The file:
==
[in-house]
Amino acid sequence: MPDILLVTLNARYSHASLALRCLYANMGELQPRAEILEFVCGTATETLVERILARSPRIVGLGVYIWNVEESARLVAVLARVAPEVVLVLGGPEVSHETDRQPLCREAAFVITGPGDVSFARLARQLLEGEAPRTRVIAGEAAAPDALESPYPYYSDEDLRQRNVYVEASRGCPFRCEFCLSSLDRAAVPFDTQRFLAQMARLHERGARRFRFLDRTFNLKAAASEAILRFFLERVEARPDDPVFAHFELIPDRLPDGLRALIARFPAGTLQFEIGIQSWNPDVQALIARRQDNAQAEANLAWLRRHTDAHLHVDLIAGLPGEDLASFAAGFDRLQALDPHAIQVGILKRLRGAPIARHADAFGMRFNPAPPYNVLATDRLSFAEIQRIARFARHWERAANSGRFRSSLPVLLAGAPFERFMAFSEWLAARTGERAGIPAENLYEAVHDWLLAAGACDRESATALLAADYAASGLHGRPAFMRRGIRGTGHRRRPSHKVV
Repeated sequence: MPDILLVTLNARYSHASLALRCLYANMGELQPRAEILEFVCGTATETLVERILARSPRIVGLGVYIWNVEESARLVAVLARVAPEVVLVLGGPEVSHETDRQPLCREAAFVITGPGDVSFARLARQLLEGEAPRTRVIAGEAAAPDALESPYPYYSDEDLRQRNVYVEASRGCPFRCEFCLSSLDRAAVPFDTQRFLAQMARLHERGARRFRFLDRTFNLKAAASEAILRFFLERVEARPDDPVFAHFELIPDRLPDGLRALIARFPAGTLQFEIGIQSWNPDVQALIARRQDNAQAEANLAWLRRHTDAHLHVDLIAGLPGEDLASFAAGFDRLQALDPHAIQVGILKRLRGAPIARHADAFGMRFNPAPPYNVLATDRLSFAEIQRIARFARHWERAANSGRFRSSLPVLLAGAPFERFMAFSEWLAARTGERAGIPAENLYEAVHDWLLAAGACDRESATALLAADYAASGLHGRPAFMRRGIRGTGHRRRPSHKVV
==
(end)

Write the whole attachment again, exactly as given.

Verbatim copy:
[in-house]
Amino acid sequence: MPDILLVTLNARYSHASLALRCLYANMGELQPRAEILEFVCGTATETLVERILARSPRIVGLGVYIWNVEESARLVAVLARVAPEVVLVLGGPEVSHETDRQPLCREAAFVITGPGDVSFARLARQLLEGEAPRTRVIAGEAAAPDALESPYPYYSDEDLRQRNVYVEASRGCPFRCEFCLSSLDRAAVPFDTQRFLAQMARLHERGARRFRFLDRTFNLKAAASEAILRFFLERVEARPDDPVFAHFELIPDRLPDGLRALIARFPAGTLQFEIGIQSWNPDVQALIARRQDNAQAEANLAWLRRHTDAHLHVDLIAGLPGEDLASFAAGFDRLQALDPHAIQVGILKRLRGAPIARHADAFGMRFNPAPPYNVLATDRLSFAEIQRIARFARHWERAANSGRFRSSLPVLLAGAPFERFMAFSEWLAARTGERAGIPAENLYEAVHDWLLAAGACDRESATALLAADYAASGLHGRPAFMRRGIRGTGHRRRPSHKVV
Repeated sequence: MPDILLVTLNARYSHASLALRCLYANMGELQPRAEILEFVCGTATETLVERILARSPRIVGLGVYIWNVEESARLVAVLARVAPEVVLVLGGPEVSHETDRQPLCREAAFVITGPGDVSFARLARQLLEGEAPRTRVIAGEAAAPDALESPYPYYSDEDLRQRNVYVEASRGCPFRCEFCLSSLDRAAVPFDTQRFLAQMARLHERGARRFRFLDRTFNLKAAASEAILRFFLERVEARPDDPVFAHFELIPDRLPDGLRALIARFPAGTLQFEIGIQSWNPDVQALIARRQDNAQAEANLAWLRRHTDAHLHVDLIAGLPGEDLASFAAGFDRLQALDPHAIQVGILKRLRGAPIARHADAFGMRFNPAPPYNVLATDRLSFAEIQRIARFARHWERAANSGRFRSSLPVLLAGAPFERFMAFSEWLAARTGERAGIPAENLYEAVHDWLLAAGACDRESATALLAADYAASGLHGRPAFMRRGIRGTGHRRRPSHKVV